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Ideas for Accountability in Umpiring

Matthew Rigsby has had his share of run-ins with umpires in 15 years of coaching high school baseball. He feels he’s respectful in dealing with umpires, but one thing Rigsby can’t respect is an umpire who doesn’t want to improve at the job.
 
High school baseball coaches in Kentucky every year have to review a 3 1/2-hour video online and also go through a safety course. Rigsby, who is the associate head baseball coach at Madison Southern High School in Berea, Kentucky, doesn’t mind the refresher information, which can be very helpful. But on the other hand, Rigsby said that umpires in Kentucky don’t have to take any more courses or stay up to date every year once they receive their certification to work games. Rigsby finds that frustrating.

“It’s not the umpires’ fault,” Rigsby said. “I’m sure there are some out there — every now and again you’ll find one that wants to get better. I know when I was coaching in Indiana, for fun I had our team take the test and our entire team got certified to umpire in one day. It was kind of like, what are we doing here?”

Rigsby has traveled around the United States for years with his baseball teams and abroad to places like Italy, and he’s always tried to pay attention to see if other places have governing associations in place for umpires.

“I’ve never seen anybody that’s had an actual association for umpires,” Rigsby said. “We have a coaches association that gives awards every year and things like that. Umpires don’t have anyone governing them. If they have a bad game, they have a bad game. If I have a bad day coaching, my athletic director, my principal’s going to tell me about it. If I do something wrong, I’m going to get called out for it — these guys are not.”

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High school baseball coaches have a number of associations nationwide they can belong to and each state has its own athletic association — in Rigsby’s case it’s the Kentucky High School Athletic Association — but umpires are left in the dark. Rigsby would like to get that changed.

“My solution for years has been all they would have to do as in an athletic association is to have kind of a bipartisan thing with having umpires a part of that association and bring on a committee that can govern what happens,” Rigsby said.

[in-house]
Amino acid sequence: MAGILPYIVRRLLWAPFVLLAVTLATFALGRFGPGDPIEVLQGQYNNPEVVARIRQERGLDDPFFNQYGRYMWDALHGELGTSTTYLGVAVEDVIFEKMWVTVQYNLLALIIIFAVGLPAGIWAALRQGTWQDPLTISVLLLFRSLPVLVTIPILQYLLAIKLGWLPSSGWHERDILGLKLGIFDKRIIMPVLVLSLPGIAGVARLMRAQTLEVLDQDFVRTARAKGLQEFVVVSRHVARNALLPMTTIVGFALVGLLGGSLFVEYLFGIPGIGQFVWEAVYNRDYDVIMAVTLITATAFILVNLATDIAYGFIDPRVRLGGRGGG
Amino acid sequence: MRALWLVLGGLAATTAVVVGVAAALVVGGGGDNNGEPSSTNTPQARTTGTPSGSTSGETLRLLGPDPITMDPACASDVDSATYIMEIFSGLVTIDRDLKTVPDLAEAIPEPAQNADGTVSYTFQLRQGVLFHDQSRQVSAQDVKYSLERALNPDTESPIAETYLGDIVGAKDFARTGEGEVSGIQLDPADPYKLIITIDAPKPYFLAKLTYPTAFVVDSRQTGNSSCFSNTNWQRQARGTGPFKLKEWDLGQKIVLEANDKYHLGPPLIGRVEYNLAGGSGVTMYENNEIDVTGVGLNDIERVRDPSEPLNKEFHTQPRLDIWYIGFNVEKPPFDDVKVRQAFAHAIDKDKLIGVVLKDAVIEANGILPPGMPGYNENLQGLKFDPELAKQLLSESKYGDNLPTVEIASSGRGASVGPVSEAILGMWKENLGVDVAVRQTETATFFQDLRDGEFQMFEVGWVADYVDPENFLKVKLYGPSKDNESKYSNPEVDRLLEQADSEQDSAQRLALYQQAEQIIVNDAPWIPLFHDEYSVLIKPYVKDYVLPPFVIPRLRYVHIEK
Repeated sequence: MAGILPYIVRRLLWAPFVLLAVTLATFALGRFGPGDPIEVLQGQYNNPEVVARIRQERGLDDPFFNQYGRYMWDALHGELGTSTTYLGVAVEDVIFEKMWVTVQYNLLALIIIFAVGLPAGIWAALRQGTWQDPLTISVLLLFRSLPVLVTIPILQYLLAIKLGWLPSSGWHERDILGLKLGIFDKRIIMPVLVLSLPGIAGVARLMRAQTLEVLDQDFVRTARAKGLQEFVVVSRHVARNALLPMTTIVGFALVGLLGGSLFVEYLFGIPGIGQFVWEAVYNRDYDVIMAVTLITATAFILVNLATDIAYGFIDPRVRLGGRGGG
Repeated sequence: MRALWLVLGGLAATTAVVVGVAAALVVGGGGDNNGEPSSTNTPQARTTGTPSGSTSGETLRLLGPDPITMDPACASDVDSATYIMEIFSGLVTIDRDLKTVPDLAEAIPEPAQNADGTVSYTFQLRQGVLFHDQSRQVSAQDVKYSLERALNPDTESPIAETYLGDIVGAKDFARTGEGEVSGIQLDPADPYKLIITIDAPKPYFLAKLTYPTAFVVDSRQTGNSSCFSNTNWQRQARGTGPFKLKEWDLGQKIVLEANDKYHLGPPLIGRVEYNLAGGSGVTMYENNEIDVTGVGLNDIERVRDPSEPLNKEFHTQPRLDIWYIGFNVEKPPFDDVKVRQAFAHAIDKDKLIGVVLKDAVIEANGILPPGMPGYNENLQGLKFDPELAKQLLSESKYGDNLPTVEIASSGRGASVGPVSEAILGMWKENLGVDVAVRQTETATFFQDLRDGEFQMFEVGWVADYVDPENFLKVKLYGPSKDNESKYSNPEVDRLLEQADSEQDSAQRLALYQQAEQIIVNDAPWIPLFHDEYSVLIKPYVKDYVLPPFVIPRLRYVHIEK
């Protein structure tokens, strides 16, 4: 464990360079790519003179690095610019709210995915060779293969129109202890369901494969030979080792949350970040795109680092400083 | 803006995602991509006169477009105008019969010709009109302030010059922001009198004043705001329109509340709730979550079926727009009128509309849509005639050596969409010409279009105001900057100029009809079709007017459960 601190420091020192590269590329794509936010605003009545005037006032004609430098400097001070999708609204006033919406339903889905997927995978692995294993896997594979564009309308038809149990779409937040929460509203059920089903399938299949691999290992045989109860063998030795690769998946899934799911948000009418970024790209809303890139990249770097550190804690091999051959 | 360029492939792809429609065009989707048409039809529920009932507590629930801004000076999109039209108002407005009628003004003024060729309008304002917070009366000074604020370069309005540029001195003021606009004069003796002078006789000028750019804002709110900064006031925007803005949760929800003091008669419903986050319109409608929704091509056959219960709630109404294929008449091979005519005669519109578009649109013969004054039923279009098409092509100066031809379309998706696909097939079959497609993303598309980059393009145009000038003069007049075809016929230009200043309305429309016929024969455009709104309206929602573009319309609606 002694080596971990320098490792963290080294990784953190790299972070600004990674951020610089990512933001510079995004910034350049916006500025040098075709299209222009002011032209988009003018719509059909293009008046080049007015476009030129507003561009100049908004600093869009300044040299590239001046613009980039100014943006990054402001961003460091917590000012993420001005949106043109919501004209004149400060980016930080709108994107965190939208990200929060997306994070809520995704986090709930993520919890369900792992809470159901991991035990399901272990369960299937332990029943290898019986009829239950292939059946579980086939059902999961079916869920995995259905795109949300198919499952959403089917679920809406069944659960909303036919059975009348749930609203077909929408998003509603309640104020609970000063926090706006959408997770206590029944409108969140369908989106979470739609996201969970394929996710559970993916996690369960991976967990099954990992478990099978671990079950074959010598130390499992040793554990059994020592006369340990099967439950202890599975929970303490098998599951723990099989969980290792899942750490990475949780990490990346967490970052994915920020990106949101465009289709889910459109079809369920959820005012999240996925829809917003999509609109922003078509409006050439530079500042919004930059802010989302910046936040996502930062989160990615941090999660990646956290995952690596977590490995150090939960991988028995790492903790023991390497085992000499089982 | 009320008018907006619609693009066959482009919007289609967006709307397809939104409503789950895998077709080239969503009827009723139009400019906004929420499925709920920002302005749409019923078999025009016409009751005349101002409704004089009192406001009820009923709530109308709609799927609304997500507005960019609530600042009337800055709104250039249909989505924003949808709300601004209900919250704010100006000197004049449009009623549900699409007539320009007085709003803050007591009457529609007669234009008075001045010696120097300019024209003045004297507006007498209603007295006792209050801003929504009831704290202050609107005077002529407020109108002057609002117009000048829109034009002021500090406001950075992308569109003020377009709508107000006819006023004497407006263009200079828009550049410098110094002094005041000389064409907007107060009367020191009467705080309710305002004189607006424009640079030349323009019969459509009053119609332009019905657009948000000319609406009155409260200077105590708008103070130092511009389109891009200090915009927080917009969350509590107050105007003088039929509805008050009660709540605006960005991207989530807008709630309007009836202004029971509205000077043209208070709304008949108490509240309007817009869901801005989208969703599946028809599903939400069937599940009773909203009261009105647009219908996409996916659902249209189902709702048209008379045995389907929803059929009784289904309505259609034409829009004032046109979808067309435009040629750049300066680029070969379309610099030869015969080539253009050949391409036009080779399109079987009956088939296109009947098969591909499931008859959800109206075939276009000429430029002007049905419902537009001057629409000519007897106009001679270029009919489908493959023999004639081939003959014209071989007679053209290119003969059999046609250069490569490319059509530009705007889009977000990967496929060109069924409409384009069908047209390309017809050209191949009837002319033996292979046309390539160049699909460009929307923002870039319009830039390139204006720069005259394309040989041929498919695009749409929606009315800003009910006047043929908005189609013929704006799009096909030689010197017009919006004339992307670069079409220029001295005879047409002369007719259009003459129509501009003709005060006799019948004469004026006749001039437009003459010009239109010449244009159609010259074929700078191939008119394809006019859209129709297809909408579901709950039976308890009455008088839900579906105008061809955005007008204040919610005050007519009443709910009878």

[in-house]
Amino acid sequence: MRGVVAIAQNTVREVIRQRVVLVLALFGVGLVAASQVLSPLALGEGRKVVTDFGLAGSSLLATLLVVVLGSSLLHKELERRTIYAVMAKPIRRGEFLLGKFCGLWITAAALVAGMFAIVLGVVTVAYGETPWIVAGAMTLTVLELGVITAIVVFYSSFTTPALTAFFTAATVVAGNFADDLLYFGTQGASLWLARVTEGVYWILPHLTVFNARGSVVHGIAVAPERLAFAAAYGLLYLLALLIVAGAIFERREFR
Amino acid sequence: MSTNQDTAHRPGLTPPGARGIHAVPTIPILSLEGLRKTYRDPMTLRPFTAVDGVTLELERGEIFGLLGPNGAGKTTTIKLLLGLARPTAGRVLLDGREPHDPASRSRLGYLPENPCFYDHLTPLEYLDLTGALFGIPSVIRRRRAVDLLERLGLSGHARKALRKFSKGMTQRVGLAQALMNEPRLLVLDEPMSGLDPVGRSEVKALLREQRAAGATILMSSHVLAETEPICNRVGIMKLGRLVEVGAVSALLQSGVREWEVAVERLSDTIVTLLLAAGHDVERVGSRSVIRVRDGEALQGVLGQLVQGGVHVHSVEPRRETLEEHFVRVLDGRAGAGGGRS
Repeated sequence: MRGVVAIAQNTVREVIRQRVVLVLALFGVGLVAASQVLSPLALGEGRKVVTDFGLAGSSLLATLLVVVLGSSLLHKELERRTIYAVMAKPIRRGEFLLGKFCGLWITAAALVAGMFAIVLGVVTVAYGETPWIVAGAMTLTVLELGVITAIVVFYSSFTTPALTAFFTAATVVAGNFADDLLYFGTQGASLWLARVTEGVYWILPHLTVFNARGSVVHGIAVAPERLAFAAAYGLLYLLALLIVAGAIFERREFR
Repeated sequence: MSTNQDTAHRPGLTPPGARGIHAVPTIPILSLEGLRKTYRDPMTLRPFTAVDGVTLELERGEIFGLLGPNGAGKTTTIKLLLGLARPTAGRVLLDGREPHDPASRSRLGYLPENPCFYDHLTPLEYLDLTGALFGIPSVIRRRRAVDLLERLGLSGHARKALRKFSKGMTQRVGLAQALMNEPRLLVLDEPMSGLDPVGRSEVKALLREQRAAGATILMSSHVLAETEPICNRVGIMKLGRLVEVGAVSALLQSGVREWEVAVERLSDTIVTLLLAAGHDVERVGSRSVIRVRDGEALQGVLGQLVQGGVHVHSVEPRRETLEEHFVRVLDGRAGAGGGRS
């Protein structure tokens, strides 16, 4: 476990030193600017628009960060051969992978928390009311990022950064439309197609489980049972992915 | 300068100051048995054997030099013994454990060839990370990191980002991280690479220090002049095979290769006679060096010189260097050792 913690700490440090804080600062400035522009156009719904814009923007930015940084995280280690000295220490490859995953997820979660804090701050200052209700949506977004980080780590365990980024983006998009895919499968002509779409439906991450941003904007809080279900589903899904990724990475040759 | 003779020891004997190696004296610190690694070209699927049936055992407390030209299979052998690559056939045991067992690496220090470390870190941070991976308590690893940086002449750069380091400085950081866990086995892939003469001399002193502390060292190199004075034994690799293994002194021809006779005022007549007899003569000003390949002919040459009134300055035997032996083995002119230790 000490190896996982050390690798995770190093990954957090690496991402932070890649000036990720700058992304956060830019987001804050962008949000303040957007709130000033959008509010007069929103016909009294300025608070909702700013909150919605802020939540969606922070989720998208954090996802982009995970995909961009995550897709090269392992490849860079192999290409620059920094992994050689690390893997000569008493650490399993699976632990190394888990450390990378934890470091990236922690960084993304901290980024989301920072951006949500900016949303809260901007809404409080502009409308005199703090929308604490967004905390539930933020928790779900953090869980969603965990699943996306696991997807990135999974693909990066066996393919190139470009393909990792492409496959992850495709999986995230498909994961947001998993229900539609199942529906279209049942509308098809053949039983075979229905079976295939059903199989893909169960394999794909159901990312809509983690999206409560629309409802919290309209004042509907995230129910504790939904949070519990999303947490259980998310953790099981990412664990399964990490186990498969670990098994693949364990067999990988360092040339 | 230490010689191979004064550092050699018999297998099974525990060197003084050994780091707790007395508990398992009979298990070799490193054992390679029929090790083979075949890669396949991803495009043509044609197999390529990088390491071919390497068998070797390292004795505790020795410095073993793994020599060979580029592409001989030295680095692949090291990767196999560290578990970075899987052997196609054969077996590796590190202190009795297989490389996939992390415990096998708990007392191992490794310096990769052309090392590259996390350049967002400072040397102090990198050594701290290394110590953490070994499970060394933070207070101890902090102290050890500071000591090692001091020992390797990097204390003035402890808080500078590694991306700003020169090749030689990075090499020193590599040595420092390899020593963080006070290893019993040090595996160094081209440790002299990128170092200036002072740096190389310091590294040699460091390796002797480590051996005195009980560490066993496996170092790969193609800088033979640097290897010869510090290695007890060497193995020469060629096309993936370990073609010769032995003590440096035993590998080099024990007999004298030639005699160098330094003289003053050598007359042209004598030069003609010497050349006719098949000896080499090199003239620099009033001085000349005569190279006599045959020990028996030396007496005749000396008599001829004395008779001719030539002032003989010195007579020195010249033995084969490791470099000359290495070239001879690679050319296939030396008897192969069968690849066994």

“The way it would have to be is if a coach has a grievance against something that happened during a game, he needs to have a place where he can go to express that grievance. There has to be an accountability for that umpire. If there’s accountability, there’s a reason for that umpire to get better. He’s going to want to stay an umpire, so he’s going to have to get better.”

Rigsby would ideally have retired coaches and umpires be part of the athletic association, and have a 50/50 split with coaches and umpires when it came to making a ruling about a grievance.

“I think a committee like that would have to be former umpires and coaches, because there’s no other way to do it,” Rigsby said.

Rigsby believes if umpires have a governing committee overseeing them, umpires will try harder to make calls. During a game over the summer in which Rigsby was coaching, an opposing pitcher balked six straight times and it wasn’t called by the umpiring crew. When Rigsby mentioned it to the umpire between innings, he was told, “Oh, I’m sure it was. But I was behind the plate the first game for three hours and this is a JV game.”

Just like every coach, Rigsby wants accurate calls on the diamond.

“We have kids that are trying to get into college and whenever I have an umpire tell me before a game, ‘We’re not going to argue balls and strikes today.’ I think to myself, ‘Well, you’re not going to argue balls and strikes, I’m probably going to,’” Rigsby said. “If you miss a pitch and the next guy hits a grand slam and I’ve got a scout in the audience, that’s a problem for me. That’s a problem for the kid I’ve got out on the mound that you just missed a call and cost him. It’s just ridiculous that there’s not accountability for what goes on there.”

From GameChanger and Greg Bates.

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